AmericanFarm.com

Drone freedoms bring responsibility (Editorial)

(July 26, 2016) When the Federal Aviation Administration announced new rules designed specifically for drones weighing less than 55 pounds, the agriculture industry applauded as it should speed up development of applications to improve crop production. 
Numerous companies, researchers and cooperating farmers have already been hard at work building stores of data and refining programs to detect disease and pest damage sooner, estimate crop yields and assist in many other tasks. 
The long-anticipated rules released last month mean commercial operators can fly drones without special permission.
Until the new rules came out June 21, commercial operators have had to apply for a waiver from rules that govern manned aircraft, a process that can be time-consuming and expensive.
Since 2014 the FAA has granted more than 6,100 waivers and another 7,600 are waiting for approval. Many more small companies have been using drones without FAA permission, say industry officials.
Unless those operators make a serious mistake that brings them to the FAA’s attention, there’s not a lot the agency can do to track them down.
The new rules would provide an easier way for those businesses to operate legally.
Under the new rules, operators would register their drones online, pass an aviation knowledge exam for drone pilots at an FAA-approved testing center and then they’re good to go.
That’s a big change since operators currently have to have a manned aircraft pilot’s license.
The agency is also working on an array of other safety rules and standards to further broaden the circumstances under which drones can be flown.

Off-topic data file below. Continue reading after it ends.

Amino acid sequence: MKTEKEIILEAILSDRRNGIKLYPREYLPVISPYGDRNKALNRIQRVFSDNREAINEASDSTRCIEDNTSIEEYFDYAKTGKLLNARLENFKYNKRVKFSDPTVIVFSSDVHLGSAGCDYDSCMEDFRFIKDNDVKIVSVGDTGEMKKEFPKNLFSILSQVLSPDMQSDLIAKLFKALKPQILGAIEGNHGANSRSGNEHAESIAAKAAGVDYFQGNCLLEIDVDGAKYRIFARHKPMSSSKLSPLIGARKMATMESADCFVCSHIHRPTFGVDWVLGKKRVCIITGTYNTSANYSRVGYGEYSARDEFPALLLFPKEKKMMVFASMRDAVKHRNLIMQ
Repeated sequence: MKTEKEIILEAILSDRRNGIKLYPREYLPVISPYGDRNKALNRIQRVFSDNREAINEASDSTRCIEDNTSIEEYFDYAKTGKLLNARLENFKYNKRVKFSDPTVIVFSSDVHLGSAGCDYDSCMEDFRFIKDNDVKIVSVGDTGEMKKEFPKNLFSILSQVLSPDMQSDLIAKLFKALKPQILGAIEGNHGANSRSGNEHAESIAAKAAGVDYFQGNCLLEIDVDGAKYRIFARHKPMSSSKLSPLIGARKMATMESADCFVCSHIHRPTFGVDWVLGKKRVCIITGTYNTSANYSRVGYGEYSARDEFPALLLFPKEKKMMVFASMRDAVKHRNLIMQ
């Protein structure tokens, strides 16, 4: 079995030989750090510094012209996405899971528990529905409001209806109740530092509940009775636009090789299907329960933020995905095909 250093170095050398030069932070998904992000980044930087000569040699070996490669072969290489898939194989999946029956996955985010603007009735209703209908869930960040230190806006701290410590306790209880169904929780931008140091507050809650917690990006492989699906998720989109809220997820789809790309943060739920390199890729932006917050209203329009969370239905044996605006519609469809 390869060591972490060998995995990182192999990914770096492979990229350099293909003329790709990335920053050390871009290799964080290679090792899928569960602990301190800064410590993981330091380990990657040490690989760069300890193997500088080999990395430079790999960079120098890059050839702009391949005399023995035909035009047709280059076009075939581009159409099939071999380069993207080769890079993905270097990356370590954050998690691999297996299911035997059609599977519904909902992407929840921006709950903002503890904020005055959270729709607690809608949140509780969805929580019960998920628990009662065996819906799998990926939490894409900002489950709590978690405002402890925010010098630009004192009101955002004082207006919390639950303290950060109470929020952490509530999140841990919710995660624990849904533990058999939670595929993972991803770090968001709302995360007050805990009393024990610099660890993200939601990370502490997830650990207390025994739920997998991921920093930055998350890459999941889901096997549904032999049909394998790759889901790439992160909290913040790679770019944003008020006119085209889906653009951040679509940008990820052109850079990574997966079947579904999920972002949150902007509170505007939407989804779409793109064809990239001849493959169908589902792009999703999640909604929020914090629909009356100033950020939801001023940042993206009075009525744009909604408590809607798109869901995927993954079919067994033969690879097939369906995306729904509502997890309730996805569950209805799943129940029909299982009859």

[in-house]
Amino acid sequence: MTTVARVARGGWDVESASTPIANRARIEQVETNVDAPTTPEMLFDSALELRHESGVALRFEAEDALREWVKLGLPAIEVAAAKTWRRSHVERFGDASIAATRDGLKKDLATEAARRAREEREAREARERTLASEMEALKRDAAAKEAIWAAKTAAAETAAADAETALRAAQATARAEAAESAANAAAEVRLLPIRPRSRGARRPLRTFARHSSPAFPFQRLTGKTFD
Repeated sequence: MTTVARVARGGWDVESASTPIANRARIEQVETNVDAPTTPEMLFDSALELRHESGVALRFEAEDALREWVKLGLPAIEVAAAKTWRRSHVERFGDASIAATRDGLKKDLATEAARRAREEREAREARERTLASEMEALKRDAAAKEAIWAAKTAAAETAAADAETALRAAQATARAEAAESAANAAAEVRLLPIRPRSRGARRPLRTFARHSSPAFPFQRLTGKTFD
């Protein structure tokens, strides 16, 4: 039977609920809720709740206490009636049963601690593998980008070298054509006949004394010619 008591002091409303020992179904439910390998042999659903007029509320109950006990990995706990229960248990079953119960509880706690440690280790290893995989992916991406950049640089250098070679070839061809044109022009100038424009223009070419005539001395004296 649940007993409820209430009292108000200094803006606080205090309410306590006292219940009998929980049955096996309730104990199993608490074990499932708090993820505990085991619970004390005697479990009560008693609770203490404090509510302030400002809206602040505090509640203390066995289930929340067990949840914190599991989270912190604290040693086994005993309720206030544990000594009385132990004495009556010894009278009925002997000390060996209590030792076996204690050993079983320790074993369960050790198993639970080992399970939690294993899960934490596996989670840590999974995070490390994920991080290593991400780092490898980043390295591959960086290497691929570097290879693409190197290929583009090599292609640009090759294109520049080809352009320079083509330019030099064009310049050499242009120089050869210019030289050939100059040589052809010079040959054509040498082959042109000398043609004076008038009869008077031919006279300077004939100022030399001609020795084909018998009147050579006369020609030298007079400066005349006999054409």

In April, FAA officials said they are working on regulations that would permit some commercial drones to fly over people and crowds based on recommendations from an industry advisory committee.
Industry and government officials describe commercial drones as the biggest game-changing technology in aviation since the advent of the jet engine.
“This is a watershed moment in how advanced technology can improve lives,” Brendan Schulman, a vice president at DJI, the world’s largest civilian drone-maker told the Associated Press after the rules’ release.
But there needs to remain a level of caution among any type of drone operators, as more on-the-ground pilots take to the skies.
It’s a tool with tremendous potential for agriculture to produce more food on less land.
But like any tool, the potential for misuse exists. Just as the door opens wider for use in farming, activist groups will have an easier path to capture aerial photos and video, which we have already seen used in court against a farmer.
Wider use of unmanned aircrafts on farms will also add yet another component in the farming industry’s unending efforts to educate the agriculturally ignorant.
Surely, some group somewhere will find fault in how farmers use drones and design a campaign to end it.
Employed as a business tool and factored into the farm’s balance sheet, farmers are sure to take using the aircraft’s service seriously with little if any reason to operate outside of the law.
Our worry is in the carelessness of those operators who take the drone’s use for granted, do with it as they see fit without regard for others’ safety or personal property.
It would be a shame if too many incidents resulting from irresponsibility led to a tightening up of the rules, taking back from all small unmanned aircraft operators, especially those serving agriculture, this freedom to operate.